ROCHESTER, N.Y. (WROC) — An international organization, rooted in Rochester, is celebrating a big milestone.
It was 20 years ago, this month, that Salva Dut founded the non-profit ‘Water for South Sudan’ However, his journey up to that point was a lengthy one.
Dut’s story has been documented in the New York Times, best-selling novel “A Long Walk to Water.” The book, authored by Linda Sue Park, details Dut’s experiences as he joined thousands of boys, famously known as the Lost Boys, on their journey to find safety in refugee camps during the Sudanese Civil War. A decade later, Dut was embraced by a family right here in Rochester.
“Salva came here basically with the clothes on his back and speaking very little English and the community welcomed him,” Water for South Sudan’s Executive Director, Lynn Malooly, explains.
Dut later learned that his father was still alive in Southern Sudan but was suffering from a disease caused by waterborne parasites. Inspired to help both his father and his country, Dut set forth on his mission to provide clean drinking water to those in need. Since its creation, the organization has drilled 625 wells.
“There really are positive gains being made, and just doing something seemingly simple as getting clean water to people can be the difference between life and death, between education and no education. Between a village taking the first steps of development,” Malooly said.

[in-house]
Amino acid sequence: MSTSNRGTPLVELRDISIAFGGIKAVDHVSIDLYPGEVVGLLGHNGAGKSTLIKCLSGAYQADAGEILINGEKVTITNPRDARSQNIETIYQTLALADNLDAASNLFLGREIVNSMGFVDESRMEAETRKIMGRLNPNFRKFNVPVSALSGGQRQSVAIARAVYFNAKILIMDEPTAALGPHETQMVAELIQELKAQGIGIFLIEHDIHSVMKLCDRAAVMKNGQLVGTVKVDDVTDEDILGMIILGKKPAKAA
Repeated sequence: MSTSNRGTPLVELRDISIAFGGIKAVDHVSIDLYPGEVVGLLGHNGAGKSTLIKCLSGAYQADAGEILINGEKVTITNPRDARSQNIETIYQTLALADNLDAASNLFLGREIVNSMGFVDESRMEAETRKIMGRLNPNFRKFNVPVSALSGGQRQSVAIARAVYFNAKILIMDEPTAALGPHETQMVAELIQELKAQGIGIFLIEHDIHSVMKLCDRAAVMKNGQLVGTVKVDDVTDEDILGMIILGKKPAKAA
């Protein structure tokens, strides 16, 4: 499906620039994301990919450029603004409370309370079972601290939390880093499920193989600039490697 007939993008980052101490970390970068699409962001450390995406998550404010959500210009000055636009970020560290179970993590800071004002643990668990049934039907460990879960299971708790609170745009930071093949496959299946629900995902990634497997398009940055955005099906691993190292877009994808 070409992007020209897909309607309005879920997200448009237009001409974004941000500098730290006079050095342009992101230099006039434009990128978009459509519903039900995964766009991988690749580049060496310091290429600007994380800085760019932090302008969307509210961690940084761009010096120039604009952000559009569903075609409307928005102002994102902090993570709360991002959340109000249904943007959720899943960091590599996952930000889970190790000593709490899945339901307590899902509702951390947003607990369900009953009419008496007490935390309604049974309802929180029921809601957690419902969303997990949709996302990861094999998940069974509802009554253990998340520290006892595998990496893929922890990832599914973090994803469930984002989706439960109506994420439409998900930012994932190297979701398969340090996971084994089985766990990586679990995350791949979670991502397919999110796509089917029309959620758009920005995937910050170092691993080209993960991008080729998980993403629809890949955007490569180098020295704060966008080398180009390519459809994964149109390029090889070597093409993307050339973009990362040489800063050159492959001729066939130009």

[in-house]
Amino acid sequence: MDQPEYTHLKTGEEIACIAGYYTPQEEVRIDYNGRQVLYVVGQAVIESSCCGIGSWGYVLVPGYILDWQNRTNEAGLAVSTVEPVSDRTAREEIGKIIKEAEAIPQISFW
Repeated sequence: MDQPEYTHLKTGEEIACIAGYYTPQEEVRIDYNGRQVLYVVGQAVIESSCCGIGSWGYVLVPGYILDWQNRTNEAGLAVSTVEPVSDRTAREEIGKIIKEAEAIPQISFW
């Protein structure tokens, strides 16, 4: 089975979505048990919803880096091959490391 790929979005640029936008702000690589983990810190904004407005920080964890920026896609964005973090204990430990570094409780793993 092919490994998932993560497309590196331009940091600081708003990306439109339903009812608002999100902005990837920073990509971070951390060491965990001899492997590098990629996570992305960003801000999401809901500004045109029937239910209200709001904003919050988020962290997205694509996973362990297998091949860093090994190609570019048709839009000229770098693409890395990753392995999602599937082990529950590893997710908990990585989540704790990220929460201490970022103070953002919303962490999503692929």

She adds, access to clean water has a particular impact on women and girls.
Instead of spending their day gathering clean water, they can pursue other opportunities like going to school, growing a garden and selling products at markets.
When it comes to logistics, there is a team of people in South Sudan who connect with village leaders to install these wells. The non-profit’s team also teaches the community how to maintain the structure after it is drilled. When the work is completed, ownership of the well is handed over to the community, but the team does check back in to help with larger repairs.
Malooly continued, saying “another initiative we’re working on is more education in the water field. Training people how to be well mechanics, how to do water quality testing. We are trying to build a workforce that can manage a water system.”
Malooly notes 30% of the non-profits funding comes from schools, who read about Dut’s inspiring story. Students compete for special prizes, including the chance to meet Dut himself.
“It is super gratifying to work with young people who are so passionate, they see a problem in the world, people don’t have access to water, and they do something about it,” explained Malooly. “They make an immediate difference and can see what they’ve done. I have been here for 13 years and I am still sometimes moved to tears at these kids and how passionate they are.”
Organization leaders say even the smallest donation can go a long way in providing water for those in need. If you would like to learn more about ‘Water for South Sudan’ or donate, you can visit their website.